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Oshiomhole urges respect for electorate

Edo State Governor, Mr. Adams Oshiomhole, has said for elections in the country to be credible, the right of the people to elect their representatives must be respected.

The governor, who was guest speaker at this year’s Mukoro Mowoe Memorial Lecture on the theme, The Benefits of Credible Elections in Nigeria, organised in Warri by Urhobo Social Club, Lagos, said many elite wanted to confuse the whole essence of democracy.

Oshiomhole lamented that many office holders wanted to commission old toilets or roads, whether or not it was of good quality, and call it dividends of democracy.

According to him, “you often hear governors call these dividends of democracy. But my argument is that it is a very dangerous thing to do because to argue like that is to downplay the whole import of democracy itself.”

“Democracy is not just about the capacity to build roads, schools or renovate hospitals after all, some of the roads built in Nigeria, some of the universities set up in Nigeria, some of the hospitals were not built by democrats, they were built by military dictators and they did not call it dividends of dictatorship.”

He said for him, what constitutes the most important dividend of democracy is that in a democratic system, the ordinary man on election day is the king; “he has such enormous power that all of us who call ourselves excellencies, executive Governors, executive president, executive minister, distinguished Senators, whatever we choose to call ourselves, on that day, on all of these go for nothing.

The only important person in town is that man or woman, rich or not, intelligent or not is that man equipped with the ballot paper to vote for whoever is candidate his choice.”

The governor who held the audience spellbound for the over thirty-five minutes that he spoke said the beauty of democracy is that people can decide who to entrust  with the management of their collective resources. “He may be a foolish man, but we have a right as a free people if we think that a foolish man is better to foolishly govern us, then we elect a foolish man.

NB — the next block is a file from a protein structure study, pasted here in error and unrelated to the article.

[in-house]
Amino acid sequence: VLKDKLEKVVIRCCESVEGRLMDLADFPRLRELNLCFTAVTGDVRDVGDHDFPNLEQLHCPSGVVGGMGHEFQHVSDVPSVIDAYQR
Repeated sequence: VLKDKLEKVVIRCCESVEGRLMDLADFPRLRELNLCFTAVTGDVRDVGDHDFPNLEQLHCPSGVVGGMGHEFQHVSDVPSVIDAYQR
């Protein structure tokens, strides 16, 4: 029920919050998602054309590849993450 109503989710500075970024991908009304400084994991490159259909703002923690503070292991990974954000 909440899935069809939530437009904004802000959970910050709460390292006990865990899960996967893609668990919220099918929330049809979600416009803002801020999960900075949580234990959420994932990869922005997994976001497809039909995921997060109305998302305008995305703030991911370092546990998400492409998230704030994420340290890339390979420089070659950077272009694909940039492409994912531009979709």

But after a time, if we discover he has become too foolish to for our liking, at the next election, we foolishly remove him with our ballot paper.”

He said the foundation for every political office holder, whether he builds roads, hospitals or schools or not is how did he acquire power, saying “if that is removed from the people, we are in trouble and cannot safely discuss democracy. Even if the man is performing by building roads, the issue is who gave you the mandate to perform; who asked you to perform.”

He faulted the 2007 election as fraught with fraud, saying many politicians cannot swear on the Bible or Quran that they won their elections.

He said Nigerians are unanimous that the last elections represent a dangerous drift to anarchy, he however singled out President Umaru Yar’Adua for praise among some other credible politicians, saying the President admitted that that the election that returned him as President was not too credible, “which made him to set up the Uwais Electoral Reforms Panel to clean up the system so that nobody assumes office again except by will of the people.”

The governor insisted that there is no alternative to the one man, one vote campaign which he has embarked on and chided some governors who are quoted in newspapers that they will decide who will govern after them or that they are yet to anoint their successors, saying only the people have a right to decide who governs them through intra-party and inter-party democracy.


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